Just a quick(?) comment - there are several causes of what people refer to as boomy bass. The most common IMO is room or positional loading - the room itself will cause gain, and at certain frequencies, it's higher than at others. If you place a subwoofer in a corner (which is often the advice), then the room itself may well be cause of the boom effect. The effect can be more pronounced with rear ported designs, but it's certainly not limited to that design. However, if you are unlucky, you can get boom even if you place the sub right in the middle of the room - it's an acoustical effect which I won't drone on about here (standing waves, wavelengths, reflections, summation etc etc). Strangely, you MAY "accidentally" cure (or more accurately lessen the effect of) this simply by switching to a different subwoofer - this can lead to the possibly erroneous assumption that the original one was a bit crap, and the new one is much better. Usually though, the effect will be present to a greater or lesser degree with just about any subwoofer in the same position, and it's unlikely that simply switching one makers 12" ported sub for another of the same type (the points below notwithstanding) will make much difference.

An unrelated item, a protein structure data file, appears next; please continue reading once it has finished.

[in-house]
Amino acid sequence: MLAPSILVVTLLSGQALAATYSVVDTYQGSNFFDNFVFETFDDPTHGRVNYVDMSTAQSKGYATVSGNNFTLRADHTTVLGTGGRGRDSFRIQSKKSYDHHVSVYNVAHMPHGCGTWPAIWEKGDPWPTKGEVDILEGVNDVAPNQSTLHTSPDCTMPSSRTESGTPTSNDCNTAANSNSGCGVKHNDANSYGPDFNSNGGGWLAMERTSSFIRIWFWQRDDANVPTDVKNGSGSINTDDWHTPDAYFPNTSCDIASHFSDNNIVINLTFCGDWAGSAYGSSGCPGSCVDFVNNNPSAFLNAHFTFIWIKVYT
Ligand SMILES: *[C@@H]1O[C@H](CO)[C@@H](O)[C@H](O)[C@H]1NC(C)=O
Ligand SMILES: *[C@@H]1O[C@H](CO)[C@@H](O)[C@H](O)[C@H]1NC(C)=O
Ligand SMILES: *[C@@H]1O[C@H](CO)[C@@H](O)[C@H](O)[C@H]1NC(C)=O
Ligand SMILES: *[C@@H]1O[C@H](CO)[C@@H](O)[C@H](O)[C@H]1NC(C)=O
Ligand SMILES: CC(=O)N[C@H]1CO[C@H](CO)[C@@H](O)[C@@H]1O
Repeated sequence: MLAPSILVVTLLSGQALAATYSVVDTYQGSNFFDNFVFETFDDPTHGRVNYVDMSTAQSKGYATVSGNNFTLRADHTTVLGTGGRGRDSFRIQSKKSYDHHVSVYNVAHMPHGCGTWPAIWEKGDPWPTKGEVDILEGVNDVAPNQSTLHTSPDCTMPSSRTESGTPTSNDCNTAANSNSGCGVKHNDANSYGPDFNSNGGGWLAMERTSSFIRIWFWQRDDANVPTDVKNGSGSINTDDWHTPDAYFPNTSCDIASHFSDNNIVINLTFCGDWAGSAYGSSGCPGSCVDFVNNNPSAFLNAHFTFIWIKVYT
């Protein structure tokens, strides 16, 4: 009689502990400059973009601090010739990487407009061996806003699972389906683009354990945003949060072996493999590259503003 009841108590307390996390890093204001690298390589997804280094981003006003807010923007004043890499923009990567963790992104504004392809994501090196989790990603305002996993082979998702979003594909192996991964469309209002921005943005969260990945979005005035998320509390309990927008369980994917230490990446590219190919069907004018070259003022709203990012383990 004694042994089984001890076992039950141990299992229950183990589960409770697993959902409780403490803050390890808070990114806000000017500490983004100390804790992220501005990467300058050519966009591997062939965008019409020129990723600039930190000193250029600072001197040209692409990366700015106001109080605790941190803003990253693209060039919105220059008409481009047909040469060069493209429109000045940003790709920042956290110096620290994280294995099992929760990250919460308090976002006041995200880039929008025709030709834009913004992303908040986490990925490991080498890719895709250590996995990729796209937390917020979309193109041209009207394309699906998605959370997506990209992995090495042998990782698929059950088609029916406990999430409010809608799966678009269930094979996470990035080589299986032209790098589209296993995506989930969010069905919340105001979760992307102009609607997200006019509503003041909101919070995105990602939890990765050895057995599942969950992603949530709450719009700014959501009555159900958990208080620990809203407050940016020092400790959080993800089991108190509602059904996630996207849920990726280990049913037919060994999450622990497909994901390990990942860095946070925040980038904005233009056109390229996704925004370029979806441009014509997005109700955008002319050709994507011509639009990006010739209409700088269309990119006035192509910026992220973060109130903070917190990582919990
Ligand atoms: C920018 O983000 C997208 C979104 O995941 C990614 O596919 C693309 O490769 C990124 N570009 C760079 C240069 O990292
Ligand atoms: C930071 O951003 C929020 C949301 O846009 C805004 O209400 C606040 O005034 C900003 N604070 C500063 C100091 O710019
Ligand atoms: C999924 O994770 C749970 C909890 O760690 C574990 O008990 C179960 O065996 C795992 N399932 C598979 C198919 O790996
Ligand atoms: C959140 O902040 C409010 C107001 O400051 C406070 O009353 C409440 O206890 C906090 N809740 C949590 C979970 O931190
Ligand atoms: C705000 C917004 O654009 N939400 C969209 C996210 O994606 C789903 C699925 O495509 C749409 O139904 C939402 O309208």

Another cause, is where a manufacturer attempts to overcome the natural low frequency roll off of the driver/enclosure by applying a boost (EQ) to the signal - ie if the sub starts to roll off at 40Hz for instance, you start to apply a steadily increasing amplification of the signal from 40Hz down - sounds fine in theory, but in practice, it's hard to get this approach to work properly - the best you can really hope for is to slow the rate of roll off, rather than artificially eliminate it.
    It's really because the manufacturer has not chosen a good design to start with (often by simply selecting a cheap big bass speaker which isn't really designed for sub-bass applications) - and this leads into what I think is the major cause of non room related boom.